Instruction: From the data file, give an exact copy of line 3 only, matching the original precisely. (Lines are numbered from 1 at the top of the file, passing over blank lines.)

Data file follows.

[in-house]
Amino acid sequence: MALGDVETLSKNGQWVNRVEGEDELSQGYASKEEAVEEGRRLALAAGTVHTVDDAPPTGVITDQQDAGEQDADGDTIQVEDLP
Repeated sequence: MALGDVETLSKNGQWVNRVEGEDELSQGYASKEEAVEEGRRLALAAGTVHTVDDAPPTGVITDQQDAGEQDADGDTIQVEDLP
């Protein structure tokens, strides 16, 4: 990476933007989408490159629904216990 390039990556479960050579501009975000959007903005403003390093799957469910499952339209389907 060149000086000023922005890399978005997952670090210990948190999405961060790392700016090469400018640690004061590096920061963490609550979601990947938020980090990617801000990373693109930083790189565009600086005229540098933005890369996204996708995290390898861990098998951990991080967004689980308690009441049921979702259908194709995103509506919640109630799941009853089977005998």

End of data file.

Repeated sequence: MALGDVETLSKNGQWVNRVEGEDELSQGYASKEEAVEEGRRLALAAGTVHTVDDAPPTGVITDQQDAGEQDADGDTIQVEDLP